On Sunday, August 1st, members of the Wireless Society of Southern Maine (WSSM) activated Mt. Blue State Park, in Weld, Maine, for Parks on the Air (POTA). The team met at a Dunkin Donuts on the corner of Routes 2 and 142, in Dixfield, at about 10:00 AM, to refuel on coffee before venturing to a scenic overlook just a few miles down the road.
Located in the western foothills, Mt. Blue State Park is Maine’s largest, encompassing almost 8,000 acres. The area is named for the spruce that inhabit the granite slopes of Mt. Blue. The overlook opens to an expansive view of Webb Lake, and Web River, surrounded by hills that are dominated by the 3,187 ft. tall Mt. Blue. It’s a beautiful area to visit, and the weather was nearly perfect, with only small puffy clouds making an appearance now and then throughout the day.
The WSSM team, consisting of Jason Andrews W1SFS, Brad Brown Jr. KC1JMH, Tim Watson KB1HNZ, Stefania Watson K1GJY, Rory McEwen KB1PLY, and Tim Welch KA1VPU, made use of picnic tables to setup their stations, which included a Yaesu FT857d connected to a Buddipole configured for 20 meters, and an Icom IC-7000 connected to a 40 meter vertical. Both stations ran on battery power.
Jason W1SFS acquired a special event callsign, W1B, for the activity, and it was popular on the bands! 40 meters was busy throughout the day, and 20 meters came on strong in the afternoon.
“Being the first time using KA1VPU’s Buddipole, we experimented with using the included balun, which requires it to be configured more like a traditional dipole, and then by eliminating the balun, which sees it configured like an off-center fed dipole, with one radiating element longer than the other,” explained Brad Brown KC1JMH. “We found that it worked much better without the balun.” Stefania K1GJY had quite a run going on 40 meters, and Brad KC1JMH and Jason W1SFS racked up many contacts on 20 meters.
“We had a great time!” says Stefania Watson K1GJY, “and finished the day with over 80 QSOs!”
During the event, operators were mostly calling CQ, but did some searching and pouncing, giving out the POTA designator K-2397, which is assigned to Mt. Blue State Park. They also made a few park-to-park contacts.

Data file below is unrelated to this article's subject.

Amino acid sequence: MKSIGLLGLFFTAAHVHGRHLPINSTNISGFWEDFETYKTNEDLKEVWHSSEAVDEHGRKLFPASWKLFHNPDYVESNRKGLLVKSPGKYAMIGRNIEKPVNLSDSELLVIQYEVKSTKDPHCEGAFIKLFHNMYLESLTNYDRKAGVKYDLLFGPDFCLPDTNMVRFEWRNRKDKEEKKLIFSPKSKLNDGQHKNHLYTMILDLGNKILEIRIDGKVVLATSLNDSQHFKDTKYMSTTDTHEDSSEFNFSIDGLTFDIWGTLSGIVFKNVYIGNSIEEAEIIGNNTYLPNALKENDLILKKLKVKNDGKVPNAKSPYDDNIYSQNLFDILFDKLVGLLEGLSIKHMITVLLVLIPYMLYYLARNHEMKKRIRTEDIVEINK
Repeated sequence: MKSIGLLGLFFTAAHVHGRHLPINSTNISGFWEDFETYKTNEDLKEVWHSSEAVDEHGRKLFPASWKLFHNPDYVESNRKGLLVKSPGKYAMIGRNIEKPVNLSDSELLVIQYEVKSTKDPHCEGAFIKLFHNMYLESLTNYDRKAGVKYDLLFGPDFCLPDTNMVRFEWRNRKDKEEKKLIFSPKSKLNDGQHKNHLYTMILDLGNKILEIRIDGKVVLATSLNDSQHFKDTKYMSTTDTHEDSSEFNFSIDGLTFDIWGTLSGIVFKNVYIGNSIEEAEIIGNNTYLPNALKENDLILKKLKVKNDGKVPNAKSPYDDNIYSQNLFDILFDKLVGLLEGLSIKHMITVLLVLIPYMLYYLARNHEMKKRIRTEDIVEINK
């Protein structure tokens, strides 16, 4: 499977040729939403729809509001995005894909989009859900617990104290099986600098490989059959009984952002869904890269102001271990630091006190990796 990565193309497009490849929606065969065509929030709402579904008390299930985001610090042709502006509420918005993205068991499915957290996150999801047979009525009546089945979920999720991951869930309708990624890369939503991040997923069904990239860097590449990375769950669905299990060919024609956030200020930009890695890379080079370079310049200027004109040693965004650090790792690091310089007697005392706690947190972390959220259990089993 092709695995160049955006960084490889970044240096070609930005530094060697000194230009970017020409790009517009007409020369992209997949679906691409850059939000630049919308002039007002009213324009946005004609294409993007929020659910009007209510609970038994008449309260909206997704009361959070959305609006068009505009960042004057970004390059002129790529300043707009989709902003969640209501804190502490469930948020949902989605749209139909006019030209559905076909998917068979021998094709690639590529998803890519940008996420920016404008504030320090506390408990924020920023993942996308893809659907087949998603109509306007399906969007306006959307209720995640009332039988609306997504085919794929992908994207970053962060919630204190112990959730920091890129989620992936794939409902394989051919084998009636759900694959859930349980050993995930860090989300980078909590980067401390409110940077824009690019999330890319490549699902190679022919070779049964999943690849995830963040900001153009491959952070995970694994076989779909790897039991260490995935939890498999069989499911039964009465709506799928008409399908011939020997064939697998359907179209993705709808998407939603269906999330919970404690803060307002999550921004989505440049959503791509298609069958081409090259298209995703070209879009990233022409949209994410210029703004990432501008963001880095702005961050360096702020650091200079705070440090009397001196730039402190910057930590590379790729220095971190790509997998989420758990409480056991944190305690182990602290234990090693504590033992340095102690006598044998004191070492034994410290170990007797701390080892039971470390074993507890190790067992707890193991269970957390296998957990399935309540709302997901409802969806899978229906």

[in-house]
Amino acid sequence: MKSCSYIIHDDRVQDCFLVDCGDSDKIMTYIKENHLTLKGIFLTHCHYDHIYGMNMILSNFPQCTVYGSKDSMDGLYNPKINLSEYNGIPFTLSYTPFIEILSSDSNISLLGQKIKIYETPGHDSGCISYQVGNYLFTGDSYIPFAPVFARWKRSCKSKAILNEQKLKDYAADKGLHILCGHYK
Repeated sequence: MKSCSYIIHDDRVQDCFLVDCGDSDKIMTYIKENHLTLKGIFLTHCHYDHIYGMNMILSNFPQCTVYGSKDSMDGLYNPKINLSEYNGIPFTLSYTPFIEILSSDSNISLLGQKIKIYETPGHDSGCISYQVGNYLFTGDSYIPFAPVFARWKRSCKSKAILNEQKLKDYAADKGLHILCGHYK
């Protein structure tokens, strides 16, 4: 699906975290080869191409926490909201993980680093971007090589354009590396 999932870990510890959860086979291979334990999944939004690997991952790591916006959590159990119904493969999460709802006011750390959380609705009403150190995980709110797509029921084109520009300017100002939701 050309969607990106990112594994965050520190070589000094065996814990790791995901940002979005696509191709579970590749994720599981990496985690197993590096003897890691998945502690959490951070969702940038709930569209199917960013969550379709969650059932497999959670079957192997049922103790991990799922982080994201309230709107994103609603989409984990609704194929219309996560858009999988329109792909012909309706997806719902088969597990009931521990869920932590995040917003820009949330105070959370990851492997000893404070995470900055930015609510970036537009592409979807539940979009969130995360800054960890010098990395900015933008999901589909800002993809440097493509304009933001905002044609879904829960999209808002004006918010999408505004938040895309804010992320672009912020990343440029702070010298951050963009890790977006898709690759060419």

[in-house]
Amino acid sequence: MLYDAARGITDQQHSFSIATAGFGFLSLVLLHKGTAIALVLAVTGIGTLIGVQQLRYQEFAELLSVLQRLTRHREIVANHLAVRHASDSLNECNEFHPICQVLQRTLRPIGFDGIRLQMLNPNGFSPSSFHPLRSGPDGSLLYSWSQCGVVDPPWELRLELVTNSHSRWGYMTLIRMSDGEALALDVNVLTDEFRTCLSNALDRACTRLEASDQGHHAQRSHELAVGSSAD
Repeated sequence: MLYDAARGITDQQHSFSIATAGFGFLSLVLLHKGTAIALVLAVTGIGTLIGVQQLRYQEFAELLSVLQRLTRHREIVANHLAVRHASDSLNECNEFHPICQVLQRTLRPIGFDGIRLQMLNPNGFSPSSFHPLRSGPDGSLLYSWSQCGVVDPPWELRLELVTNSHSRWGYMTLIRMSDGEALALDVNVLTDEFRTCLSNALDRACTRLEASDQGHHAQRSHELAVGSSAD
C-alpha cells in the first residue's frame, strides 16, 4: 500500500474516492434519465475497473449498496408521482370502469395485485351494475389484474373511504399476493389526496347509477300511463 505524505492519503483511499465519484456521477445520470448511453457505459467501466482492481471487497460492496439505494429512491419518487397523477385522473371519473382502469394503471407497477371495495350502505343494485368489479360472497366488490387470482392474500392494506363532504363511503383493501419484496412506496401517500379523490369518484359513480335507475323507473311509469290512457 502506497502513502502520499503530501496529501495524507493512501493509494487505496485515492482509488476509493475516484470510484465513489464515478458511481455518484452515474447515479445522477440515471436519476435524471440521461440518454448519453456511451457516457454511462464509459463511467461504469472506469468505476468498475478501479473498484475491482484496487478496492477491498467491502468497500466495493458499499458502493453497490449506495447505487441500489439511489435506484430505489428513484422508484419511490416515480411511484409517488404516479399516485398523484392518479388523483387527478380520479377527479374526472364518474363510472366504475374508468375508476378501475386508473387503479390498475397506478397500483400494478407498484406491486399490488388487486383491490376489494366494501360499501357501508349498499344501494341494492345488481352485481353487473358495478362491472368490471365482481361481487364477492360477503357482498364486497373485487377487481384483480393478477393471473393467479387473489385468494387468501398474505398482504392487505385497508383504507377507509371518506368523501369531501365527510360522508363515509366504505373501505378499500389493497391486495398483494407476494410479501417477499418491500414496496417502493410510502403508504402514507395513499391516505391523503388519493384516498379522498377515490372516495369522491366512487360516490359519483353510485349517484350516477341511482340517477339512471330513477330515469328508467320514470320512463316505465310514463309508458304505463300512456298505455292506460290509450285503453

Afterwards, the team followed Jason W1SFS, to his parents’ house on Rt. 142, on the Webb River, for an afternoon cookout, before driving back to southern Maine.
This was the second time the WSSM team operated from the state park, the first being a Summits on the Air (SOTA) activation, from the summit of Mt. Blue, in 2014.
SCARBOROUGH, ME – On the weekend of June 26-27, the WS1SM team participated in their 11th ARRL Field Day from Wassamki Springs Campground, in Scarborough.
Activities began Friday morning when a handful of club members helped to setup a utility trailer, tower, and antenna, that would make up the CW station. The station, which is the design of Rick Fickett K1OT, goes together smoothly, as it’s nothing short of an engineering masterpiece. After assembling the antennas which consist of a 40 meter yagi and a 10/15/20m tribander, and tower components, the tower is pulled up by a winch, so it only needs to be guided on the way up, and when the tower is almost upright, a custom made bracket which holds the yagis, allows them to move into position and lock in place. After this was complete, the guys were tightened and the area was roped off for safety. The station consisted of an Elecraft K3 that runs on a pair of deep cycle batteries. The station was operated throughout Field Day by Rick K1OT and Greg W1GF.